Words can’t express how proud I am of my brother and former travel leader, Ammon. In just 34 short years he has accomplished more than most do in a lifetime. As a small child Ammon could read before most could even count. Wow, right? But no. Being born with such talents and gifts can also be a burden. Because Ammon was quickly boosted ahead in his school, he was often bullied for being the youngest and smartest. Despite the struggles he faced, having to put up with verbal and physical abuse from his peers, he blocked them out and continued to succeed. By the ripe age of 15 he worked full-time as a chef, capable of running his uncle’s restaurant. On his 16th birthday he started his accelerated free fall sky diving course and passed with the least amount of required jumps. Age 18 he graduated from correspondence high school and went on to study bio-chemistry for 7 solid years with a full scholarship, while working as a teaching assistant in Simon Fraser University and tour guiding and driving buses. Consistently at the top of his classes, most would expect certain things from this 25 year old, but just before completing his second degree our family decided to travel the world. Leaving many in shock, he took off and didn’t come back for 7 years! He was often criticised for “running away from responsibilities” and “wasting his brains and degree”. The expectations and pressure that he should “have a job”, “get married”, “start a family”, “have a mortgage”, was the adult version of his bullies come to haunt him. Yet again, Ammon continued on his own path following his dreams. To him, being warmly welcomed by locals and having friends in 128 countries, that will happily welcome him back any day, is worth more than all of that combined.
In his 7 years abroad he became a dive master and assistant life support technician for deep sea divers, trekked high and low from Mt. Everest to the Dead Sea, ventured over the Khyber pass by armed escort, enjoyed the white sands of The Maldives, explored Sudanese Pyramids, African jungles, diamond fields of Sierra Leone, rode into the Sahara Desert by camelback, challenged Ethiopian hyenas and retraced the steps of ancient Silk Road traders.
He returned to Vancouver, Canada with money in the bank, yet little more than dirty shoes and a backpack to his name. Many sat restlessly, wondering how on earth he could possibly re-emerge into society after so long abroad, morphing like a chameleon from country to country.
Some secretly hoped he would fail, proving that only the 9-5 lifestyle can work while others sincerely wished him all the best.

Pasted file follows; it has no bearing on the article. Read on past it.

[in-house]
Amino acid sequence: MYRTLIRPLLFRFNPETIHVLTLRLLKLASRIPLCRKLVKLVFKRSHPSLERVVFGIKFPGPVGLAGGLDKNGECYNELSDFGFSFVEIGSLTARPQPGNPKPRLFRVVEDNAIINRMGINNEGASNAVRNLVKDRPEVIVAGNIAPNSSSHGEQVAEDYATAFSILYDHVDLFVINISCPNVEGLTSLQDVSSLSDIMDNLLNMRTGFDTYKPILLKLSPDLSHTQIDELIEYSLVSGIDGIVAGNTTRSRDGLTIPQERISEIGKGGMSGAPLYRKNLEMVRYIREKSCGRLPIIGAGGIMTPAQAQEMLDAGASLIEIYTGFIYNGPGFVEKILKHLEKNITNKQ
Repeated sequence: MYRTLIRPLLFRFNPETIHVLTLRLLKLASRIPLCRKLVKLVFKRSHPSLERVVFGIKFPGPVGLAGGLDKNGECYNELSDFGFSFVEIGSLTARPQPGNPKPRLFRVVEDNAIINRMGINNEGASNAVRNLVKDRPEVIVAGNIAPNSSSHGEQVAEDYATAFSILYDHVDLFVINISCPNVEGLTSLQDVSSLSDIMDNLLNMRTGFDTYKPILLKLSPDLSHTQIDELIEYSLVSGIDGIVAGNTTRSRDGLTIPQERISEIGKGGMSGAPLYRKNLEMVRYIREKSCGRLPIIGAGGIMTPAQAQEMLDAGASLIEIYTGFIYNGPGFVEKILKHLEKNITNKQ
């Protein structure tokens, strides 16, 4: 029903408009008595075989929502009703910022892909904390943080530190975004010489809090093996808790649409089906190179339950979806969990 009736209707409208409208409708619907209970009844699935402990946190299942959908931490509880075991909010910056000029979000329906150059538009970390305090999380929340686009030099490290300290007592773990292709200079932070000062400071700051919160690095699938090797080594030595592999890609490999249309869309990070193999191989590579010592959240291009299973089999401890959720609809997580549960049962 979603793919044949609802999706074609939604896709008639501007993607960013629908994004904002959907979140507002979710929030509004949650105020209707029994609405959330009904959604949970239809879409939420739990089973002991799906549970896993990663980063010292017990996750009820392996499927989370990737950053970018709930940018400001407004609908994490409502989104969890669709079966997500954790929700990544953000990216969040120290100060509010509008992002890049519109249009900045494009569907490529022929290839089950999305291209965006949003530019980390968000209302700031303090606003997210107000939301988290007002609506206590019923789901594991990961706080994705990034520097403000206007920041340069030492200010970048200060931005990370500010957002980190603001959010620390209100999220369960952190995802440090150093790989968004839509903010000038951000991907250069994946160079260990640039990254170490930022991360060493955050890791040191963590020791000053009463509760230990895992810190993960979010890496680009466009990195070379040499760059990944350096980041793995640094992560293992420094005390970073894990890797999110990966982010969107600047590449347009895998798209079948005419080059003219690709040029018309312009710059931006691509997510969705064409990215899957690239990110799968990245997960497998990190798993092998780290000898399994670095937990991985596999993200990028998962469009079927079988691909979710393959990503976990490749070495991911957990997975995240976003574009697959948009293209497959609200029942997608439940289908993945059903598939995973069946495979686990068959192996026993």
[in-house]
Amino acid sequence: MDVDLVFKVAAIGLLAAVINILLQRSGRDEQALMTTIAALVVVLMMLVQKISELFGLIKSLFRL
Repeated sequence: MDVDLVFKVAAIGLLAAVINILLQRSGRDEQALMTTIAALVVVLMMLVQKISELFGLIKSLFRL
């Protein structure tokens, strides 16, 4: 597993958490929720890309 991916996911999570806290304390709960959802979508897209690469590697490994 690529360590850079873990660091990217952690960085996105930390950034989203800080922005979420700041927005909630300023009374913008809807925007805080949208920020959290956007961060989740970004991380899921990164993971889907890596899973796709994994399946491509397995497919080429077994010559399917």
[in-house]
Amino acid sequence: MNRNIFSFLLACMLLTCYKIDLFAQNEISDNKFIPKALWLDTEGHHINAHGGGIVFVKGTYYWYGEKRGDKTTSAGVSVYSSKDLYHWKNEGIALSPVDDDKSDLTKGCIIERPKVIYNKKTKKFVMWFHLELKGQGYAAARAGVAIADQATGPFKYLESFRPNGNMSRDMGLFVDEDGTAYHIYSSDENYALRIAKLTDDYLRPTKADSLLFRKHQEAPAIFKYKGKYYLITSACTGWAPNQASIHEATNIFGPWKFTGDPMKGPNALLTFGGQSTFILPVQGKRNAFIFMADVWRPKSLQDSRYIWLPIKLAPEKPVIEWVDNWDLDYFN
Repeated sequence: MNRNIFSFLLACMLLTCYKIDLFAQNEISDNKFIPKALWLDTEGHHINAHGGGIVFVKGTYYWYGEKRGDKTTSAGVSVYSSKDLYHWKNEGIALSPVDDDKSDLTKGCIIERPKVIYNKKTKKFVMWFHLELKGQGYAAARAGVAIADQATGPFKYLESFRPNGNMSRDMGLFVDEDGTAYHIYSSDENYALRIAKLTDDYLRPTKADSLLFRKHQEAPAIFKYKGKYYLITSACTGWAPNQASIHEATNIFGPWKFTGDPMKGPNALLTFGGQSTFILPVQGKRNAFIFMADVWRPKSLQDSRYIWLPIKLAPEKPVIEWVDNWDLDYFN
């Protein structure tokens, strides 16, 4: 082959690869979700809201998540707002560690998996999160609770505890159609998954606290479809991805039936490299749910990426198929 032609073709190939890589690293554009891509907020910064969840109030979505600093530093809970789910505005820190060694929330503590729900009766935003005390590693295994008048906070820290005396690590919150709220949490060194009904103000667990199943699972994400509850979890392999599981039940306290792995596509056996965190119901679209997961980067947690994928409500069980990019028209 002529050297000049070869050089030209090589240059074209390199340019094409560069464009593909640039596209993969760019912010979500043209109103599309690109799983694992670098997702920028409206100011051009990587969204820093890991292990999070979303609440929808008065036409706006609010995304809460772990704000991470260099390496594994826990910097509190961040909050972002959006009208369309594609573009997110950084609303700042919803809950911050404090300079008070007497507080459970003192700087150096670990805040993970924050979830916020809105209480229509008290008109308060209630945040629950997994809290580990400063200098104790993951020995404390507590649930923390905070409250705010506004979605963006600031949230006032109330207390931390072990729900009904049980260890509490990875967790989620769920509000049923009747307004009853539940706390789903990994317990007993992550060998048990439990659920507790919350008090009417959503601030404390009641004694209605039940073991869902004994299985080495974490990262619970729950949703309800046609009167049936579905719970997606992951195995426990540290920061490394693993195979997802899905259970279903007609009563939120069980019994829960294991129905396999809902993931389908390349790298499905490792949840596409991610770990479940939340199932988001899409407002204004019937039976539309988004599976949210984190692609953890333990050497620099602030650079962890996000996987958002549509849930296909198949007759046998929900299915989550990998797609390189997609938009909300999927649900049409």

Surviving a stage of uncertainty and doubt, with all eyes on him, he decided to apply and take on one of the most high-stress jobs in the world, Air Traffic Controlling. He should thank Bree, Mom and me for giving him practice with high-stress levels. He was one of the three chosen from thousands of people to be accepted into the intense ATC training. After several months of training and extreme pressure, last week Ammon graduated his Air Traffic Control course with flying colors!
Tomorrow he starts his first day of work at Nav Canada. It is sad to see him hang up the backpack for a while, but fortunately, as rumor has it, he has the option of taking an entire paid year off every four years. A seemingly perfect occupation for a man with such a passion for travel.
What an unbelievable fairy tale and did I mention he got his young, beautiful princess? So how did he manage to pull all this off? I thought I told you, he’s a genius!
I couldn’t be more proud and happy for my big brother. I’m so excited for him and what the next 7 years will bring. I’m so grateful for how generous the universe has been to him and my entire family. Ammon knew what HE wanted and followed his dreams, not letting other’s jealousy, worries or insecurities hold him back. The risks were his to take and he came out a winner. THAT is the biggest inspiration!
His success makes ME feel blessed.
Categories: Savannah Grace
Reblogged this on hooksamui.
What a great story and a blessing to have Ammon in your family. WOW! I too took that longest train through the Sahara in Jan. 1975. From Nouakchat to Choum, and then overland by truck to Nouadibou!
Hey, thanks for reading Raj! Amazing trip isn’t it? I bet it didn’t change too much in that time either, which is the crazy part. Where else did you go on that trip? Was the train your plan before leaving? Would love to know more
I am really impressed with your writing skills and also with the layout on your weblog.
Is this a paid theme or did you modify it yourself?
Anyway keep up the excellent quality writing, it is rare to see a nice blog like this one nowadays.
Howdy, I think your website could be having internet browser
compatibility issues. When I look at your website
in Safari, it looks fine however, when opening in IE,
it’s got some overlapping issues. I just wanted to give
you a quick heads up! Besides that, great website!
І really likee our writing stуle, wonderfuil information, thankyou for putting uρp :
Thank you so much! I always appreciate a nice compliment 🙂 🙂